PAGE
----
Buried Penis in Children
What is a buried penis?
The penis is wrapped in a sheath of skin. Usually, the skin is evenly distributed around the entire penis, down to the scrotum. However, some boys are born with skin that unevenly covers the penis. There is less skin on the part of the penis closest to the scrotum. The penis also hides within the fat inside the lower part of the belly. This is called a ‘buried penis’. Doctors also call it hidden or concealed penis.
In most children, buried penis is a condition that will get better by itself.
Boys are born with a buried penis (congenital). There can be many causes, which include:
· problems with the skin and fat layers surrounding the penis of a developing fetus.
· too much fat on top of pubic bone, which is common in young babies.
· not enough skin on the side of the penis that faces the scrotum (scrotal “webbing”).
At what age does buried penis occur?
Doctors can usually diagnose buried penis in babies up to 2 years of age.
What are the signs of buried penis in babies?
· Often, parents are concerned because the penis seems too small. It may also complicate proper hygiene
· The foreskin may puff and expand when the baby urinates. If this happens constantly, babies may dribble urine continually. Also, the child may have trouble directing their stream properly while toilet training.
Adolescents with buried penis are usually obese. Older children are usually referred to treatment because of cosmetic reasons. An adolescent with a buried penis may experience:
· pain or difficulty urinating (dysuria). Inflammation of the foreskin (balanitis) can also happen.
· trouble directing their urinary stream because of difficulty holding the penis
· embarrassment in the locker room.
· difficulty with proper hygiene.
Treatment for buried penis
Most cases of buried penis do not require any sort of treatment. It usually improves spontaneously over time.
The buried penis can be successfully treated by:
· applying the anti-inflammatory medicine, betamethasone, to the area.
· manually pulling the foreskin several times each day.
Many different surgical techniques can also help. One surgical option is circumcision during the first month after birth. Talk to your child’s doctor to learn about possible treatment options for your child.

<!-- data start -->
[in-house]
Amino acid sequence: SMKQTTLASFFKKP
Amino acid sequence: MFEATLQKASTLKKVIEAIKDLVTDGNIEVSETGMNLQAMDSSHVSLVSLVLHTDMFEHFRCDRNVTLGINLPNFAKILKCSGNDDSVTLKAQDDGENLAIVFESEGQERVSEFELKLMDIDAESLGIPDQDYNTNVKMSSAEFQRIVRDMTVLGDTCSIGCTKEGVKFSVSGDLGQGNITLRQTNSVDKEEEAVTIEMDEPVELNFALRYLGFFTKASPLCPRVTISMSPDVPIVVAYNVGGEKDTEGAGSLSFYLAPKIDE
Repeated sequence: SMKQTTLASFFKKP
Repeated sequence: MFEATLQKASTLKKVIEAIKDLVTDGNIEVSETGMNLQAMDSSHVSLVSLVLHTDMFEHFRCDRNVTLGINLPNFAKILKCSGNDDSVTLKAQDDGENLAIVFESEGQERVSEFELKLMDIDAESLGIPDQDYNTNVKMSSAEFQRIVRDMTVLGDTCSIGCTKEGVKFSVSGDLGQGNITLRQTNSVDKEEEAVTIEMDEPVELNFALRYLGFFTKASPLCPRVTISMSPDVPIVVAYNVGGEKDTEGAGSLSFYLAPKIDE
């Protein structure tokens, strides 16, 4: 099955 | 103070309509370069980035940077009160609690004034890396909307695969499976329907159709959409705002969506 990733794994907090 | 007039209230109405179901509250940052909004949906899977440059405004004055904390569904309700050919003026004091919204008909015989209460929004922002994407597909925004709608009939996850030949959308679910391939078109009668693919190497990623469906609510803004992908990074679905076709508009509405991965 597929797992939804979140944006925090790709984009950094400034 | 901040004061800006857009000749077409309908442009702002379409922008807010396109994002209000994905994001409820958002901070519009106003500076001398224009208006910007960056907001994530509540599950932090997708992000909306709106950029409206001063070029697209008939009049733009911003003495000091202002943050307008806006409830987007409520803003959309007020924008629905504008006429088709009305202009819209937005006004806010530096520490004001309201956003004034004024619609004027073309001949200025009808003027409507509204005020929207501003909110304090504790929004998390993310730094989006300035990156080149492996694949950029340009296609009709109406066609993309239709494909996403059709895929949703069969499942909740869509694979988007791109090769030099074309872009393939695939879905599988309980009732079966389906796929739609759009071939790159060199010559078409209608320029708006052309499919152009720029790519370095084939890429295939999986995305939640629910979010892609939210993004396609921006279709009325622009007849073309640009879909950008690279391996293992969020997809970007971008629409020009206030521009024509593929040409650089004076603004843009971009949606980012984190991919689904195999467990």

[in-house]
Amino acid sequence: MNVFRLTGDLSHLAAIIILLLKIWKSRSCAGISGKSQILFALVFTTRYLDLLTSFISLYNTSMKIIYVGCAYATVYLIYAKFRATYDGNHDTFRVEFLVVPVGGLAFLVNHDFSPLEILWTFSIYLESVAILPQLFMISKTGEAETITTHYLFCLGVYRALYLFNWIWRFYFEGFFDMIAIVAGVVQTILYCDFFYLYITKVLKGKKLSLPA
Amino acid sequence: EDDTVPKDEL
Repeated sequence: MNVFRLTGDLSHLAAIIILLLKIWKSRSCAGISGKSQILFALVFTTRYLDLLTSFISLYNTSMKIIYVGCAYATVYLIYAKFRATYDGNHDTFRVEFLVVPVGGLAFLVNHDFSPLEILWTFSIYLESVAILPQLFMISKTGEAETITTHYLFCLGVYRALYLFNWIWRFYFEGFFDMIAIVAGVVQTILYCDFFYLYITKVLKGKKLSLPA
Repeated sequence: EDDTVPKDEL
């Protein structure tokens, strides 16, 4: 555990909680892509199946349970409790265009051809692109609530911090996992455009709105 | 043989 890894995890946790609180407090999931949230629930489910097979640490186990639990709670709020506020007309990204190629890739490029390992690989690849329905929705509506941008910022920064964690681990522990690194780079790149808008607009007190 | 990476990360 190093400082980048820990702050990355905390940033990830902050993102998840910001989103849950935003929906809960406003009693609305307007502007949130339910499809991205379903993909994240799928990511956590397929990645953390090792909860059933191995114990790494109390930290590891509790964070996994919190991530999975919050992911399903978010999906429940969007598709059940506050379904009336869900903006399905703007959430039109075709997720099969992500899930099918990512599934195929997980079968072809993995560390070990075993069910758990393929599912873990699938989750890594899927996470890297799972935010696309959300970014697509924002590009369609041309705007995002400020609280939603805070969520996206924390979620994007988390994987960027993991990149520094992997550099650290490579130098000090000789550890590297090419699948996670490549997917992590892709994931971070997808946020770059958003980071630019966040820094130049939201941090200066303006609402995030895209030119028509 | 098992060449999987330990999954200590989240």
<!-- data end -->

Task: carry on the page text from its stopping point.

What are the possible surgical complications?
There are few complications. If they do occur, most are temporary.
· During the healing process, scar tissue inside the skin can sometimes stick together (adhesions). Or, extra connective tissue can build up (fibrosis). Both can pull the penis back in again and bury it.
· Swelling of the penis
· Pain during an erection
· Poor graft healing, flap necrosis or complaints of decreased sensitivity in the grafted area.
· Persistent overgrowth of the skin covering the penis
· Belly fat re-accumulates
Buried penis can cause emotional distress in children
Children with buried penis are at risk for psychological and social trauma. Obese boys with a buried penis may feel ashamed of their bodies. As a result, they withdraw socially. Surgery may relieve anxiety and improve self-image. However, it is a good idea for parents to first encourage obese boys with buried penis to lose weight before committing to surgery.
· The penis is usually wrapped in a sheath of skin.
· Buried penis happens when the skin unevenly covers the penis. The penis also hides within the fat inside the lower part of the belly.
· Doctors diagnose buried penis in babies up to the age of 2 years old.
· Adolescents may experience pain or difficulty urinating, trouble directing their stream, and trouble with proper hygiene.
· In most cases, buried penis will improve spontaneously over time.
· Treatment options include surgery, applying bethamethasone cream, and manual pulling the foreskin every day.
· Buried penis can cause emotional distress in children.